Authors Bach and Belardo use Einstein’s Theories of Relativity and quantum physics to establish a philosophical paradigm they say will lead to hope and happiness for mankind.
The book opens with a rather perplexing prologue, preface and introduction. These sections confound, in part, because of an inherent paradox. They continually use the terms “unthinkable” and “unspeakable,” without explaining what, precisely, is unimaginable or unsayable. Fortunately, clarity rules once the science begins—no small task considering the subject matter. It turns out that the unthinkable, unspeakable things are the implications of the Theories of Relativity, constructs that thwart our brains and mouths. This is dense stuff, but basically, quantum experiments have demonstrated that two particles can confer information instantaneously across any distance and time frame. Since this violates Einstein’s Theories of Relativity by exceeding the speed of light, scientists, including Einstein, began a debate that rages to the present. Without getting into that argument, which is not really covered in the book, the authors posit that relativity is not being violated. Einstein’s famous equation, E=mc2, they say, demonstrates that at the speed of light, all of space-time equals zero and in fact all information of the past, present and future, equals infinite and, therefore, exists as a single inseparable point, a realm they call nospacetime, nonlocality and an information singularity. Since all things are one in nospacetime, the information has not traveled any distance at all. The authors then attempt to make the leap to philosophy by postulating that somehow the knowledge of this oneness of all things on the nonlocal level will in itself change mankind’s wicked ways. As with most leaps from science to values and beliefs, their assumptions are not necessarily on a par with their scientific ones.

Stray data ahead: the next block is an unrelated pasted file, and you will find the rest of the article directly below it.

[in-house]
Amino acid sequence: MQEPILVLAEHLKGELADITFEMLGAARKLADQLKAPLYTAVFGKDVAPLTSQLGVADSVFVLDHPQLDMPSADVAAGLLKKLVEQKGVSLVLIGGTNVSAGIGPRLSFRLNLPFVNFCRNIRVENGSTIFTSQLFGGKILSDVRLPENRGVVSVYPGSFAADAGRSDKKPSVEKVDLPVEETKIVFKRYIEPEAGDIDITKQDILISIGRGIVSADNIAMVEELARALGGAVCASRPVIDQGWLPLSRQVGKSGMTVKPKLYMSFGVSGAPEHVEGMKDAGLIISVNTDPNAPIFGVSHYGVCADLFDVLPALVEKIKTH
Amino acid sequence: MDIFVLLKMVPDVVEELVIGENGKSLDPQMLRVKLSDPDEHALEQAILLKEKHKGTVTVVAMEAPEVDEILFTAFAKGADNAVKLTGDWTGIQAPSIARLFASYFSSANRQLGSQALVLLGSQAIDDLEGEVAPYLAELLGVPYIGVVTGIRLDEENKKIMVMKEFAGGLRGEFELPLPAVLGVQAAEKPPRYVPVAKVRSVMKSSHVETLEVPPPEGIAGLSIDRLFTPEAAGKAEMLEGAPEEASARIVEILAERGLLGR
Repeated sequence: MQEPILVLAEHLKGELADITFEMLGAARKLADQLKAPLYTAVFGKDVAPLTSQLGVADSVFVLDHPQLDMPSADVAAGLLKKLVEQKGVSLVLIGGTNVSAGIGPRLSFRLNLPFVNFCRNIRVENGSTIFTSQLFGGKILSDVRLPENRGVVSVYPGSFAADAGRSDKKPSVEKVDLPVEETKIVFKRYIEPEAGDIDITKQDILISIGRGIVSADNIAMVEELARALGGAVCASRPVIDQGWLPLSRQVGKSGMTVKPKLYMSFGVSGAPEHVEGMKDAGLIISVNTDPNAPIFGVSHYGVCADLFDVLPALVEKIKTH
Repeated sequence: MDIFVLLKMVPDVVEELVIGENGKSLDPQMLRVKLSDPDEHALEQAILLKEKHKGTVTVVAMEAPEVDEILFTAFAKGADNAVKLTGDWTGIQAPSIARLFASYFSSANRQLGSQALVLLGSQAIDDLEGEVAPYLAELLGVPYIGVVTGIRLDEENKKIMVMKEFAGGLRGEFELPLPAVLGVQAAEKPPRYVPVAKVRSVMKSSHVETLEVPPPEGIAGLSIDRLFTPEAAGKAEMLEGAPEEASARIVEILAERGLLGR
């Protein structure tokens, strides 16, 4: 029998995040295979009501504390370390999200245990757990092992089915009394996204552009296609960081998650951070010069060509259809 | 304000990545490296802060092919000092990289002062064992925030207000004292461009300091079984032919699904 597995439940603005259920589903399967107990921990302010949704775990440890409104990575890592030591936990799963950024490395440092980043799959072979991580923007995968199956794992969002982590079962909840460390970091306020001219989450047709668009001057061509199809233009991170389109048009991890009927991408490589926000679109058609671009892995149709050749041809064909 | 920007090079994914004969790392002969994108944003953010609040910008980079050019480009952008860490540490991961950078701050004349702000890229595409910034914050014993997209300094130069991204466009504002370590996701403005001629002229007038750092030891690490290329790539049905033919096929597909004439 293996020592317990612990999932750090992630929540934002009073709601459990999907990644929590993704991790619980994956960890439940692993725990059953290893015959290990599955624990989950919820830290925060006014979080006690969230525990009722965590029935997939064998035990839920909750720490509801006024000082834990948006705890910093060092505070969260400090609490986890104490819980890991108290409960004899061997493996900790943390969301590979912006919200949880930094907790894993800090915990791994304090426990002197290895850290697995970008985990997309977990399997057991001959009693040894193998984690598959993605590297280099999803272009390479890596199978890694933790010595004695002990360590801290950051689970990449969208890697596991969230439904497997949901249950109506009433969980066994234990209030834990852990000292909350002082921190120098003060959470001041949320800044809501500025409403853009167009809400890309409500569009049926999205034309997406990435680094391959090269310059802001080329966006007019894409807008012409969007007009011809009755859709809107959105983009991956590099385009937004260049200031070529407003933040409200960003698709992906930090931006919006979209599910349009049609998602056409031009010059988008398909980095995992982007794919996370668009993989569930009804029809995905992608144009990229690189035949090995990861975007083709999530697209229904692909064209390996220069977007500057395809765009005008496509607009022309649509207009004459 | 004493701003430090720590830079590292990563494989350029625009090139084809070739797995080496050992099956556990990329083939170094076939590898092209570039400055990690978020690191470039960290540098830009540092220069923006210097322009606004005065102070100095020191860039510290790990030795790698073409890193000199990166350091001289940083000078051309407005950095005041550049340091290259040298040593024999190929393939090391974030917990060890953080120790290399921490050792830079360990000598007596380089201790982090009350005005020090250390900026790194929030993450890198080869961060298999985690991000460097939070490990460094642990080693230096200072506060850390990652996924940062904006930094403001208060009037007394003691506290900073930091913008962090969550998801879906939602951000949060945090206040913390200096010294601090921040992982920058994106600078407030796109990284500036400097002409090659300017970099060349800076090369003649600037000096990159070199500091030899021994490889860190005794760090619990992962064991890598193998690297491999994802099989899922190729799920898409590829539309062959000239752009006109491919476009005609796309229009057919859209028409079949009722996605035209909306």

Not an easy read, but for those with at least some background in quantum mechanics and relativity, it should prove both fascinating and enlightening on a scientific level, even if the promised salvation of the human race falls somewhat short.